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Prove the function
$f:\mathbb{N} \to\mathbb{N}$
defined by $f(x)=2^x$ for all $x$ in $\mathbb{N}$ is one to one.
Is my proof correct and if not what errors are there.

For all $x_1,x_2$ $\in$$N$, if $f(x_1)=f(x_2)$, then $x_1=x_2$
$f(x)=2^x$
Assume $f(x_1)=f(x_2)$ and show $x_1=x_2$
$2^{x_1}=2^{x_2}$
$x_1=x_2$ , which means $f$ is injective.

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    $\begingroup$ You may want to apply induction here (since you're supposed to be writing a proof, not just stating facts). $\endgroup$ Nov 25, 2014 at 4:14
  • $\begingroup$ Well the question asked for me to prove the statement.Is what i did not a proof? I just used contrapositive. Would this affect how the question will be marked? $\endgroup$
    – IT ken
    Nov 25, 2014 at 4:53

1 Answer 1

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Looks like you got it down. I don't see any errors in comprehension; just a little redundancy in the layout of the proof. If I were to make changes I would completely do away with the line "For all $x_1,x_2$ $\in$$N$, if $f(x_1)=f(x_2)$, then $x_1=x_2$ $f(x)=2^x$" then edit the rest of your proof to read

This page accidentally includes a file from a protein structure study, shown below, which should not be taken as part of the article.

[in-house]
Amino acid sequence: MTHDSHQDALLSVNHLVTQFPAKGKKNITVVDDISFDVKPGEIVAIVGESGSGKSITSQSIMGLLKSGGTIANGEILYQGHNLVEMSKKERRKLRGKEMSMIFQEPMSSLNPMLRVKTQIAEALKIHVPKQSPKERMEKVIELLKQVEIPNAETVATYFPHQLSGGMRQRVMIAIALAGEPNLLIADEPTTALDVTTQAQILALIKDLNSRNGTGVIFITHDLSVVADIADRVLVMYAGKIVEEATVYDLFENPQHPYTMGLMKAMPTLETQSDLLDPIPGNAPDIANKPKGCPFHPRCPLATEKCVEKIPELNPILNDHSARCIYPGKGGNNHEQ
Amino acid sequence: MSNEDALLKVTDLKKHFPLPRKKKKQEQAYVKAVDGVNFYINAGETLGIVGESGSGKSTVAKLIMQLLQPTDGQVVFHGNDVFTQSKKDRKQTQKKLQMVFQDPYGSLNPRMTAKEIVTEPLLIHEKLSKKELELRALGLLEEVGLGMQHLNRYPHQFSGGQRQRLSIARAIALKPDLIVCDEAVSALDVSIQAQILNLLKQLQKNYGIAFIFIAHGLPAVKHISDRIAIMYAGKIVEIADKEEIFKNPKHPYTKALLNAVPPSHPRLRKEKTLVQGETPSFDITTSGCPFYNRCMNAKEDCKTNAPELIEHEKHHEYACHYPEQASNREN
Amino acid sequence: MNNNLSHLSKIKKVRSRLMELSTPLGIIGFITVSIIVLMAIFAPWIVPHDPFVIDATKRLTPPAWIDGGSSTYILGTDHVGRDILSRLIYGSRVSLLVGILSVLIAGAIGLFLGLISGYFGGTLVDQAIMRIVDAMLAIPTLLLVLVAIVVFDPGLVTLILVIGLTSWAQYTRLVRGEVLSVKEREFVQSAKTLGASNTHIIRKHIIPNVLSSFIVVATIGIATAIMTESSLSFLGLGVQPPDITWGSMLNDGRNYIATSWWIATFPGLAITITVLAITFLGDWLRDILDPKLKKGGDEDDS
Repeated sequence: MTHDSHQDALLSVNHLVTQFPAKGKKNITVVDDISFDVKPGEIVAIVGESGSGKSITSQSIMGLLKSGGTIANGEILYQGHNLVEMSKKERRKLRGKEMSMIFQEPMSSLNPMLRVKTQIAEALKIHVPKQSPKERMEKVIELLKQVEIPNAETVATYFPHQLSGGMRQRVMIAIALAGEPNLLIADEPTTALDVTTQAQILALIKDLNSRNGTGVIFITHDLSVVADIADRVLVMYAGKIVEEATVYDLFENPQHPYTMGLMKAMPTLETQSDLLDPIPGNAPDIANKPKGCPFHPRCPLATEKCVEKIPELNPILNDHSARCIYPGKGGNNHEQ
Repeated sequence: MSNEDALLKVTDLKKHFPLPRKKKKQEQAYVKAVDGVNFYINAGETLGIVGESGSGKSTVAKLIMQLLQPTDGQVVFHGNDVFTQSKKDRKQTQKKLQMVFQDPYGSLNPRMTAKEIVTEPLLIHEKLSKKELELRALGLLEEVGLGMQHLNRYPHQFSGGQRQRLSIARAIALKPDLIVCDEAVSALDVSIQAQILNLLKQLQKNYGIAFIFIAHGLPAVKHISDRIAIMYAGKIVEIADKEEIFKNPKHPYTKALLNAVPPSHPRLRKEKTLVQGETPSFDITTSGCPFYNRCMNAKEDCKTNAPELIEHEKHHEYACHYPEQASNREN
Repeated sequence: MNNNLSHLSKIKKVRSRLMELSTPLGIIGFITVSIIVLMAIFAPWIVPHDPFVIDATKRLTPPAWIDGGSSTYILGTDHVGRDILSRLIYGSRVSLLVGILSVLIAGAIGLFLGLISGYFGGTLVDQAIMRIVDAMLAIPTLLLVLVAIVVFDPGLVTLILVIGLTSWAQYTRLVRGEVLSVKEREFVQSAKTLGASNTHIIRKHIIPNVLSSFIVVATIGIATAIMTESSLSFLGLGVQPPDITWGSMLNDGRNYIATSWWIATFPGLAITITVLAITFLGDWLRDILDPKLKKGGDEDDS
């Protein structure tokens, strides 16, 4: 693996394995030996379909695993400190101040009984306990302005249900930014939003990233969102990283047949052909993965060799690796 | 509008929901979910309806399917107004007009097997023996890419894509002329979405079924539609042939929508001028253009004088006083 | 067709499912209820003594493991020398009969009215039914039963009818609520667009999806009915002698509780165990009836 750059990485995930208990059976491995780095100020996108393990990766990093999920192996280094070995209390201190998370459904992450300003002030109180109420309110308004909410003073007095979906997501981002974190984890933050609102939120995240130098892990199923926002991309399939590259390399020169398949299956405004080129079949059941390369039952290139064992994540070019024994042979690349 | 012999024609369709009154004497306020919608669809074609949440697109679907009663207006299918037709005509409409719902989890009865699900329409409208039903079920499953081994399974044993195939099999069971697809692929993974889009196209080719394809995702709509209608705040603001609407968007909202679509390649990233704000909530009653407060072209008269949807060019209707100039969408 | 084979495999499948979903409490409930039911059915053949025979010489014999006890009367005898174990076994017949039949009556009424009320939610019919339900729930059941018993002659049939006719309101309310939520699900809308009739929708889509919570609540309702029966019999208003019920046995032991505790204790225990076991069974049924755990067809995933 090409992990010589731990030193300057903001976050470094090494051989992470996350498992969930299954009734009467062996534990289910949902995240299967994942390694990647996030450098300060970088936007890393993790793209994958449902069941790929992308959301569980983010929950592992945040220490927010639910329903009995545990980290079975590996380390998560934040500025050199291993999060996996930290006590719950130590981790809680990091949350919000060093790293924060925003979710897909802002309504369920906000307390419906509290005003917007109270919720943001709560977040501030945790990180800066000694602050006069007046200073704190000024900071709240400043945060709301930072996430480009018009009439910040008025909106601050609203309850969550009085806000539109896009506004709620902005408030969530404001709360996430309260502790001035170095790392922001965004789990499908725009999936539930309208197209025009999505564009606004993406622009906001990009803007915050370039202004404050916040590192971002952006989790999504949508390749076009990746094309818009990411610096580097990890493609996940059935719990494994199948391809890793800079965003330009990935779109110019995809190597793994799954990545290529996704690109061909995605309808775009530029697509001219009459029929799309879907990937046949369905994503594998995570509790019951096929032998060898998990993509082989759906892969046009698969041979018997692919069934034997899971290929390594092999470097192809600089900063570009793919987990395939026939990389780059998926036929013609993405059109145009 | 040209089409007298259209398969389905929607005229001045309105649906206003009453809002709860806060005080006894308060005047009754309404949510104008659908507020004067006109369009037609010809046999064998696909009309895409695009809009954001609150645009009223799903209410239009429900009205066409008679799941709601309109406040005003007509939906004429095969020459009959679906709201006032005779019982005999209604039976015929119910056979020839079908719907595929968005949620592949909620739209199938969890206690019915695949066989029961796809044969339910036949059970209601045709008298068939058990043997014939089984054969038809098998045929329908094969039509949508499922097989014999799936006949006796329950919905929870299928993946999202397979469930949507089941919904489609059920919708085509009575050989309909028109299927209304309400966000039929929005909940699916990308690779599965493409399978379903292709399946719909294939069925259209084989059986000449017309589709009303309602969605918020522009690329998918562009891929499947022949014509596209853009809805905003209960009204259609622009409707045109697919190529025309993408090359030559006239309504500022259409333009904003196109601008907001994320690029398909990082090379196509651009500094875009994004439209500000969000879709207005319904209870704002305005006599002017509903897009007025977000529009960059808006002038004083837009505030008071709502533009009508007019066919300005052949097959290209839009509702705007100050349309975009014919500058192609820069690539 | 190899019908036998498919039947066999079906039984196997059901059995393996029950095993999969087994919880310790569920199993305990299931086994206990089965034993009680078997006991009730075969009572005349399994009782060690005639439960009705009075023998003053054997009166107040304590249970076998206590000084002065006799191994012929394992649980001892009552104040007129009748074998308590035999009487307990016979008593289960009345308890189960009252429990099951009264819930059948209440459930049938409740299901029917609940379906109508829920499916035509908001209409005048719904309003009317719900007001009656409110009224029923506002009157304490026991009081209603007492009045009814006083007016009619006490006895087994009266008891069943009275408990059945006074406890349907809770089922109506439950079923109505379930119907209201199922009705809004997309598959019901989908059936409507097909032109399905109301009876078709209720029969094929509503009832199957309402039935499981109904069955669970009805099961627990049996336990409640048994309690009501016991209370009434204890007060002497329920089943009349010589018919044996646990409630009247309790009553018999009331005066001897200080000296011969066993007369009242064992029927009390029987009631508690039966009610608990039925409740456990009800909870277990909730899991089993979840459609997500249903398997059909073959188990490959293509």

"Assume $f(x_1)=f(x_2)$. Then $$2^{x_1}=2^{x_2} \\ \implies \frac{2^{x_1}}{2^{x_1}} = \frac{2^{x_2}}{2^{x_1}} \\ \implies 1 = 2^{x_2-x_1}$$ And we know $a^b = 0$ whenever $a \neq 0$ and $b = 0$. Hence, $x_1-x_2=0$ so $f$ is one-to-one."

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  • $\begingroup$ @graydad does this kind of assume that we know inverse, $\log_2$ is injective? $\endgroup$
    – Kamster
    Nov 25, 2014 at 4:33
  • $\begingroup$ @Kamster erm... possibly? Depends on what OP is allowed to use to complete this proof. I'll edit my answer to be on the safe side. $\endgroup$
    – graydad
    Nov 25, 2014 at 4:37
  • $\begingroup$ yea it just seemed weird sometimes in injective proofs to use the inverse function. But then again I couldnt think explicitly how to do it other wise $\endgroup$
    – Kamster
    Nov 25, 2014 at 4:39

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